The trial court divided the plaintiff class into two subclasses, one for supervisory employees who were not represented by a union during the time period set forth in the class certification and the other for represented employees. We conclude that the subclass of represented plaintiffs expressly agreed, by way of the collective bargaining process, to a specific amount of compensation for duty-integrated walk time, and there is no allegation that the state failed to pay the agreed-upon amount. Moreover, the collective bargaining agreements that memorialized this agreement all provided that they constituted the entire understanding of the parties concerning matters contained therein, and thus they precluded other forms of compensation, such as compensation for entry-exit walk time. These agreements were approved by the Legislature, and each approval was signed by the Governor and chaptered into law, thus becoming specific legislation applicable to the represented plaintiffs and superseding more general laws to the extent of any conflict. Therefore, the represented plaintiffs' claims fail insofar as they seek additional compensation for either duty-integrated walk time or entry-exit walk time.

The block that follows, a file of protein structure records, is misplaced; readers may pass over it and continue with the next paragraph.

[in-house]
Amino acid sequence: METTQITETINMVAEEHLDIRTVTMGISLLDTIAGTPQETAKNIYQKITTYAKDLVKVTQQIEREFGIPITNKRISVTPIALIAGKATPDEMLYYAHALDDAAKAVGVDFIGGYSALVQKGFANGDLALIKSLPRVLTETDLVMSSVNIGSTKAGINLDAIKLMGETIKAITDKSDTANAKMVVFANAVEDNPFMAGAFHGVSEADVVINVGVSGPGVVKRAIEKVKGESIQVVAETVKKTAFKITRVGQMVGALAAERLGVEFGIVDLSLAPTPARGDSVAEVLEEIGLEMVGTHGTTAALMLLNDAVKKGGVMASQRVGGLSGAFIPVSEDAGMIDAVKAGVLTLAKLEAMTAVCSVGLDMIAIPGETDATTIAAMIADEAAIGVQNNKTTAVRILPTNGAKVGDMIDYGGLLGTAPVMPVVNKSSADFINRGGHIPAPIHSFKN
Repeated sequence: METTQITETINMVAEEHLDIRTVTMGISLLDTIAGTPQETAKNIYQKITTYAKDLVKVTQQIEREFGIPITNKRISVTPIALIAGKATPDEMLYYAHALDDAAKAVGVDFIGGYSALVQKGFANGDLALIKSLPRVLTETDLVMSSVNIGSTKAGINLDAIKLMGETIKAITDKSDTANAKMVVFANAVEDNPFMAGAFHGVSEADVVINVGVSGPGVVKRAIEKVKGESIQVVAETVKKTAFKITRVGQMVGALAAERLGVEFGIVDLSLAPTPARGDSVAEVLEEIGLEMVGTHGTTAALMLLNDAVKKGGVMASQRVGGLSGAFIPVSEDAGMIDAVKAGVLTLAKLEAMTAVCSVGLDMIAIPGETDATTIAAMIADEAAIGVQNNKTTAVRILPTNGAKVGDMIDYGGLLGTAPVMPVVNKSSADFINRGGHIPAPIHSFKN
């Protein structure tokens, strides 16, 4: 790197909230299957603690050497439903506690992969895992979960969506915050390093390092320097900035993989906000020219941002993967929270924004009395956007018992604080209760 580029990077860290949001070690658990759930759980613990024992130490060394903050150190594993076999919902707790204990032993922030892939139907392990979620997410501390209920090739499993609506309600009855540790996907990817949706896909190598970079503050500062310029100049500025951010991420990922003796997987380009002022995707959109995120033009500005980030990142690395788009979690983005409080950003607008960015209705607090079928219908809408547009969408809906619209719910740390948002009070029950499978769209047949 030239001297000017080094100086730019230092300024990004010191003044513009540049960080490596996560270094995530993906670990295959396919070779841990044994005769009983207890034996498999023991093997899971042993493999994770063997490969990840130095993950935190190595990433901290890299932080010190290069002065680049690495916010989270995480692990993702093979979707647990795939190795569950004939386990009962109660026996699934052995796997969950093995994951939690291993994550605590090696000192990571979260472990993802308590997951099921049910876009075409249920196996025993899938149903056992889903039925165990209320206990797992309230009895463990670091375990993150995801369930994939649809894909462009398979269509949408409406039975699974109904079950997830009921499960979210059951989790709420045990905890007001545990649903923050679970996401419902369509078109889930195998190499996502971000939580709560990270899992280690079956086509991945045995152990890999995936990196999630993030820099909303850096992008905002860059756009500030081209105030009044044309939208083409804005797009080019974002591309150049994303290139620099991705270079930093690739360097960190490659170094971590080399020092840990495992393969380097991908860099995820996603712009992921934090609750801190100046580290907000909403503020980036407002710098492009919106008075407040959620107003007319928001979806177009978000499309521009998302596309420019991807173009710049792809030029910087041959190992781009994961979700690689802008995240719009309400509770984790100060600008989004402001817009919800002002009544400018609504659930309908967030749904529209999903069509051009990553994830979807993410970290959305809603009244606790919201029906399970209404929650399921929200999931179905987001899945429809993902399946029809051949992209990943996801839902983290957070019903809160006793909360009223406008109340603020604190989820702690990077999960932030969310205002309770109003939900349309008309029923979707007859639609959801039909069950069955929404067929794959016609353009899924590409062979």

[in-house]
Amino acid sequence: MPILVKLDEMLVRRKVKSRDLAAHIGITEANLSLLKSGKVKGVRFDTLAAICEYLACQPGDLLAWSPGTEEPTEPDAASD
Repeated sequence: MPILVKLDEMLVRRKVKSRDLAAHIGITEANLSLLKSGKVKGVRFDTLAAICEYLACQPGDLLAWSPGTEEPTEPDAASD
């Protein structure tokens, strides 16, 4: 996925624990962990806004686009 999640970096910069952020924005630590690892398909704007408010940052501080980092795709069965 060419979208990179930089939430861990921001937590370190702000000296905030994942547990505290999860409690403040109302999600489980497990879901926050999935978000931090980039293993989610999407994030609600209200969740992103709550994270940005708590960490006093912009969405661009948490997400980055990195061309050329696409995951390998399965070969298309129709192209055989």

As to the subclass of unrepresented plaintiffs, we conclude that they may be entitled to additional compensation for duty-integrated walk time. The terms and conditions that govern the employment of the unrepresented plaintiffs are determined by the Department of Human Resources (CalHR) and set forth in a manual known as the Pay Scale Manual and also in CalHR's regulations. The Pay Scale Manual defines compensable work time for purposes of calculating an employee's right to regular and overtime compensation, and duty-integrated walk time falls squarely within that definition. If, as is alleged, the state did not take duty-integrated walk time into consideration when calculating the compensation owed to the unrepresented plaintiffs, then those plaintiffs may be entitled to additional pay.

         Entry-exit walk time, by contrast, does not fall within the Pay Scale Manual's definition of compensable work time. Moreover, because the Pay Scale Manual comprehensively addresses the question of compensation for the unrepresented plaintiffs, it precludes compensation for any work time that falls outside the scope of its definition. Therefore, insofar as the unrepresented plaintiffs are seeking compensation for entry-exit walk time, their claims must be rejected.